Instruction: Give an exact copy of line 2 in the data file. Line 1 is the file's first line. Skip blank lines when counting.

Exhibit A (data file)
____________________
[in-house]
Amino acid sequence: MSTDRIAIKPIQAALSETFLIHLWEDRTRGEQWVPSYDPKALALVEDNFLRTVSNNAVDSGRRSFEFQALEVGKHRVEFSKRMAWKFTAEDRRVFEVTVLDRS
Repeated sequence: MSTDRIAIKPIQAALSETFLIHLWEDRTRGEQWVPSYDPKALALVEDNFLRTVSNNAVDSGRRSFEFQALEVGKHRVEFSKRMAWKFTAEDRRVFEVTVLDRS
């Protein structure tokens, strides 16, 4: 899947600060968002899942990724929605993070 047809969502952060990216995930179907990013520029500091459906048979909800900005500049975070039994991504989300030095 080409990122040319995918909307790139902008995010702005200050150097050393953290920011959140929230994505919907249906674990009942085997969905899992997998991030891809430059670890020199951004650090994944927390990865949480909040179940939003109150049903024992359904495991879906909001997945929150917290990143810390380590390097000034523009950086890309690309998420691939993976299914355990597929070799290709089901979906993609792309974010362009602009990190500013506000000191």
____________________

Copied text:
Amino acid sequence: MSTDRIAIKPIQAALSETFLIHLWEDRTRGEQWVPSYDPKALALVEDNFLRTVSNNAVDSGRRSFEFQALEVGKHRVEFSKRMAWKFTAEDRRVFEVTVLDRS